Who was that fuzzy wuzzy with our PM? There he was on the ABC television. Standing alongside Kevin Rudd outside Parliament House as the artillery fired some kind of salute. Goodness knows what all that pageantry was about. Last night’s 7pm News did not give an explanation as political correspondent Chris Uhlmann gave his report on Swine Flu and other political events of the day. The same bloke bobbed up in the picture towards the end of the Uhlmann report again, when the Prime Minister said a few words about fuzzy wuzzy angels and a special medal and thanked those PNG citizens who served as civilians helping the war effort, or to their widows or widowers. No mention again of who the right hand man was.

All very rude really when the national broadcaster chooses not to acknowledge the visiting Prime Minister of Papua New Guinea. Sir Michael Somare was in Canberra to chat about the future of the Australia-PNG relationship, but his presence was not deemed worthy of a mention. Perhaps the only way he can get a mention on the ABC is to have an airport security guard make him take his shoes off.

If in doubt increase the penalty. Whenever there is a particularly nasty crime we expect politicians to immediately react with a promise to introduce heavier penalties. Acting tough after the event seems to be at the very core of every political party’s law-and-order policy. And now the approach of increasing the deterrent whenever something goes wrong is spreading.

The New South Wales Premier Nathan Rees now has ditch diggers in his sights after one of them yesterday cut through a cable causing a blackout in Sydney’s central business district. The solution to stopping this kind of inconvenience occurring again, Mr Rees would have us believe, is to increase the penalties for such accidents As it was the third occasion in a month that cut off electricity in much of the CBD it might be more appropriate to upgrade the infrastructure to stop Australia’s commercial heartland being vulnerable to such incidents.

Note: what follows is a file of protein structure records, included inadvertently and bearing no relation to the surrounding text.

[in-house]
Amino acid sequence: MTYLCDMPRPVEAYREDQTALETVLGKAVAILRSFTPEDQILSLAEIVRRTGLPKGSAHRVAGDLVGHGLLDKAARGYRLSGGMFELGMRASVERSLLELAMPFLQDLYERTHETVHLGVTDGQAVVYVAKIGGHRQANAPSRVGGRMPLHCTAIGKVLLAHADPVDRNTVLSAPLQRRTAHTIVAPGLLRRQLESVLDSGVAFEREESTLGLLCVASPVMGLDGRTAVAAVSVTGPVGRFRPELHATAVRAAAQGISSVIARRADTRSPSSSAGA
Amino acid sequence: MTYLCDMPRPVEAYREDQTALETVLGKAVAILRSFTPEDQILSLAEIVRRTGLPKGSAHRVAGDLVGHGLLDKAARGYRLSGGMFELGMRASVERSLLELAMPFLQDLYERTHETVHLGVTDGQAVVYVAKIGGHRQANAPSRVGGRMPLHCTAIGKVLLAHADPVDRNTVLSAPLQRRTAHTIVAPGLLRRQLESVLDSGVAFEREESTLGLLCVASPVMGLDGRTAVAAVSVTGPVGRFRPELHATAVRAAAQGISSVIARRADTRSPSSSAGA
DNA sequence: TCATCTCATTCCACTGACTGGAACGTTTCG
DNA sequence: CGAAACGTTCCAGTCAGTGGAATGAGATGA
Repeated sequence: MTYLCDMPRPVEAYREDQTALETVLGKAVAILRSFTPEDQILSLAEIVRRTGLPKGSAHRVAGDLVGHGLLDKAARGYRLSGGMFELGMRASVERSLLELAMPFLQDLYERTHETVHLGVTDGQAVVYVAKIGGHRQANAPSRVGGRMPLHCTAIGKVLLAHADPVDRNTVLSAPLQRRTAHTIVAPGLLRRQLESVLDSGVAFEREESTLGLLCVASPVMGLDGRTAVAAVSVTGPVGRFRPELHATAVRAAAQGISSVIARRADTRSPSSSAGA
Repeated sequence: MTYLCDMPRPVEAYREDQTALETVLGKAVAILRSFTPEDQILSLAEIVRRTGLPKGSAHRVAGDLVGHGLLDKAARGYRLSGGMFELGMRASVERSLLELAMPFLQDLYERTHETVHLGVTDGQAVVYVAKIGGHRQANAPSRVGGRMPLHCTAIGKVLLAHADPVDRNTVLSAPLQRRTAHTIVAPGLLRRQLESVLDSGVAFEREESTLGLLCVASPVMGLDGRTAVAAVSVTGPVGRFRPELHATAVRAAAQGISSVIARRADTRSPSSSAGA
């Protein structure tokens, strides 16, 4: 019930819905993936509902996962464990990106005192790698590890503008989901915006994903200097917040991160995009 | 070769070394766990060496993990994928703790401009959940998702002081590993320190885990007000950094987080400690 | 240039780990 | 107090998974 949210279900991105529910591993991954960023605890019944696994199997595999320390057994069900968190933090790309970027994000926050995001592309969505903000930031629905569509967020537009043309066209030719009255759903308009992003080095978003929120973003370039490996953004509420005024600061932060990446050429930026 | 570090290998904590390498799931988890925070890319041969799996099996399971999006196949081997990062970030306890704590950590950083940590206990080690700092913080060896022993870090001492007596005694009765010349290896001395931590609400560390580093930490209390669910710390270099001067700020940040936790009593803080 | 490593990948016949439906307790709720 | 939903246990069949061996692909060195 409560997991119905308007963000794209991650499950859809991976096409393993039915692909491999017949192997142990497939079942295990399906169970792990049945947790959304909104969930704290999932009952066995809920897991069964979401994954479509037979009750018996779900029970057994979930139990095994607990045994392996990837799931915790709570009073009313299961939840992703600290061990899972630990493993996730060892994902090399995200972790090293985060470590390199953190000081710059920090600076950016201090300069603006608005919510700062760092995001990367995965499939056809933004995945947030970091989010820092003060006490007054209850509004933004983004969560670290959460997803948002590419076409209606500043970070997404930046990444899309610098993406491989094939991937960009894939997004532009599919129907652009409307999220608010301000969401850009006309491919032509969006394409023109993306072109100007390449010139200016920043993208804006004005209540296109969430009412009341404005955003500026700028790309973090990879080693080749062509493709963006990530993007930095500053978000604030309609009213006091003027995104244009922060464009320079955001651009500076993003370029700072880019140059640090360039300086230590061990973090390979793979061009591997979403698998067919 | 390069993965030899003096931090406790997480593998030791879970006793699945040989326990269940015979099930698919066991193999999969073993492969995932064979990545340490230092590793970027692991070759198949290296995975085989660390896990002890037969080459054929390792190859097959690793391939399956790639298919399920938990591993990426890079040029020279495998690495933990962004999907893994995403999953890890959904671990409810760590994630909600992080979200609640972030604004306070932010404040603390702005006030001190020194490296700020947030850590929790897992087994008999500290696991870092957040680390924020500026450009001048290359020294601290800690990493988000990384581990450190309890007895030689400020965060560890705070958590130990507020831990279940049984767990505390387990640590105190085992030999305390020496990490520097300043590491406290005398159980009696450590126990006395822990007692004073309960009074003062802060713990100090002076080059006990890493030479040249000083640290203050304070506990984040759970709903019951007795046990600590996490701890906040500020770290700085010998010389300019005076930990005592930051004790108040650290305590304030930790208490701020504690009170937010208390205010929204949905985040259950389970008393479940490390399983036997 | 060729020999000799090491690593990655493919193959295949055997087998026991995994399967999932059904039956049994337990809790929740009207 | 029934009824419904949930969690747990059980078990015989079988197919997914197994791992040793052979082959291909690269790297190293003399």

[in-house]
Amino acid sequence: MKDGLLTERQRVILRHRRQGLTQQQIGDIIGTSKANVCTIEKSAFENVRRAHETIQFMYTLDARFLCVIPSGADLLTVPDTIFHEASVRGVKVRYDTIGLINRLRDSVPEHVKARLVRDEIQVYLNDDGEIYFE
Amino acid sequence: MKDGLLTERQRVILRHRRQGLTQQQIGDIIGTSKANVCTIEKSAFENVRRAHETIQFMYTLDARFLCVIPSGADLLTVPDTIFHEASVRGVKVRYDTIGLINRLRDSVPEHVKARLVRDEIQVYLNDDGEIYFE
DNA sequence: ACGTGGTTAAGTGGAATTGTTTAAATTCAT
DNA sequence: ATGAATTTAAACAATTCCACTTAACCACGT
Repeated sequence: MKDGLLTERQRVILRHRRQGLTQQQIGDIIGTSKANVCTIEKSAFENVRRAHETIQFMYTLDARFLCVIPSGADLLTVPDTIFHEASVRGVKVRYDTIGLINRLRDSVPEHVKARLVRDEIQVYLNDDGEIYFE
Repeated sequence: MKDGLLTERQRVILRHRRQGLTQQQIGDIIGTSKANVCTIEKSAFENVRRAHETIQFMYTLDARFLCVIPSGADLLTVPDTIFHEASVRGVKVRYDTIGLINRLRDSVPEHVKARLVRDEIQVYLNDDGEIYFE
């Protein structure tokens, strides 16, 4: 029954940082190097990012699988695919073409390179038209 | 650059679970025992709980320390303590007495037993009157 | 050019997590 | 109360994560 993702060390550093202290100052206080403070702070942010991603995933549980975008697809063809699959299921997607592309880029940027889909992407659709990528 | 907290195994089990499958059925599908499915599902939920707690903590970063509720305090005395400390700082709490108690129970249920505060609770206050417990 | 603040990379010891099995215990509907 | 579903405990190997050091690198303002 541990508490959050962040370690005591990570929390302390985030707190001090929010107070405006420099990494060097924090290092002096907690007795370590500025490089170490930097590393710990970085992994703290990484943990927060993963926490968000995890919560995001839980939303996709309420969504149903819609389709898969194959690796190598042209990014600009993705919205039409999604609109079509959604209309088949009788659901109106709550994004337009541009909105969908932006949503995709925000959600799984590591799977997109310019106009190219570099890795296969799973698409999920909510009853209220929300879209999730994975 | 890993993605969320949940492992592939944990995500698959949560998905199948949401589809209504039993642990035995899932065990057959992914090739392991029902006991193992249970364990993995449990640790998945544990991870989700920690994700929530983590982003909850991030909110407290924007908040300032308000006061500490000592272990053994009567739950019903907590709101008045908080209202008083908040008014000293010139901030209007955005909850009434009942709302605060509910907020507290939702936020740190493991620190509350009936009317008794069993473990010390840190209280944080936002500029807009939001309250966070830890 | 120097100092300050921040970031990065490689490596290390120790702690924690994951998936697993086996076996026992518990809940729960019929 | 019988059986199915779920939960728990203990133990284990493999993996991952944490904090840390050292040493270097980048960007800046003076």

Northern Territory succumbs to hoon attack. I am pleased to see that the Northern Territory is not being left behind in attacking the hoon problem. “Hoon drivers could have their confiscated cars sold or crushed into cubes, under new laws passed last night,” the Northern Territory News reported this morning.

In politics self interest is a wonderful thing. Having got elected, the next duty of a politician becomes getting re-elected. So it is that the Democrats in the United States are on the verge of getting the numbers in the Senate to actually do most of the things that President Barack Obama might want. Sen. Arlen Specter’s decision to leave the Republican Party and become a Democrat takes the Democrats to 59 seats and it is still favoured to end up with 60 once the courts have finally ruled on who has won last November’s ballot in Minnesota. That is the magic number required to prevent the Republicans from preventing legislation coming to a vote.

For Sen. Specter the reason for switching sides seems clear enough. In his state of Pennsylvania only registered Republicans are entitled to vote in the primary election which next year will decide the party’s candidate. Last year several hundred thousand of the more liberal Republicans switched and registered as Democrats so they could have a say in whether President Obama became the candidate. With them no longer voting in the Senate primary Sen. Specter was unlikely to overcome a challenge from a more conservative Republican.

Peter Fray

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